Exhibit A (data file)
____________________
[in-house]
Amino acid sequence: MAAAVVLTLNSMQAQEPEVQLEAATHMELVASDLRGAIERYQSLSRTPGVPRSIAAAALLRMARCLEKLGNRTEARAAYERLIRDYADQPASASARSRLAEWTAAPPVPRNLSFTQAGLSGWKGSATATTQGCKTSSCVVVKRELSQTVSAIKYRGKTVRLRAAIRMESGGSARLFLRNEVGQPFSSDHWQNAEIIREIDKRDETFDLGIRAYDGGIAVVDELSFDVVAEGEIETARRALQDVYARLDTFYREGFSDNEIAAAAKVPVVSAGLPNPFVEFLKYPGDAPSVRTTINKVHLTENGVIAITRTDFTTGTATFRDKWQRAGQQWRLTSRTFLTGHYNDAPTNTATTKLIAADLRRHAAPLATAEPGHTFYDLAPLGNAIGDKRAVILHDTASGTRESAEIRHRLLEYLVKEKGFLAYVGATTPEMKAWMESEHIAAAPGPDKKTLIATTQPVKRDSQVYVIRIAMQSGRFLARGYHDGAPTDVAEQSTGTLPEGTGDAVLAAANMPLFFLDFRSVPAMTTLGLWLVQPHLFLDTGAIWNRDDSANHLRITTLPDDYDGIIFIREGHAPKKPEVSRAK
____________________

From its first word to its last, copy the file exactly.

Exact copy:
[in-house]
Amino acid sequence: MAAAVVLTLNSMQAQEPEVQLEAATHMELVASDLRGAIERYQSLSRTPGVPRSIAAAALLRMARCLEKLGNRTEARAAYERLIRDYADQPASASARSRLAEWTAAPPVPRNLSFTQAGLSGWKGSATATTQGCKTSSCVVVKRELSQTVSAIKYRGKTVRLRAAIRMESGGSARLFLRNEVGQPFSSDHWQNAEIIREIDKRDETFDLGIRAYDGGIAVVDELSFDVVAEGEIETARRALQDVYARLDTFYREGFSDNEIAAAAKVPVVSAGLPNPFVEFLKYPGDAPSVRTTINKVHLTENGVIAITRTDFTTGTATFRDKWQRAGQQWRLTSRTFLTGHYNDAPTNTATTKLIAADLRRHAAPLATAEPGHTFYDLAPLGNAIGDKRAVILHDTASGTRESAEIRHRLLEYLVKEKGFLAYVGATTPEMKAWMESEHIAAAPGPDKKTLIATTQPVKRDSQVYVIRIAMQSGRFLARGYHDGAPTDVAEQSTGTLPEGTGDAVLAAANMPLFFLDFRSVPAMTTLGLWLVQPHLFLDTGAIWNRDDSANHLRITTLPDDYDGIIFIREGHAPKKPEVSRAK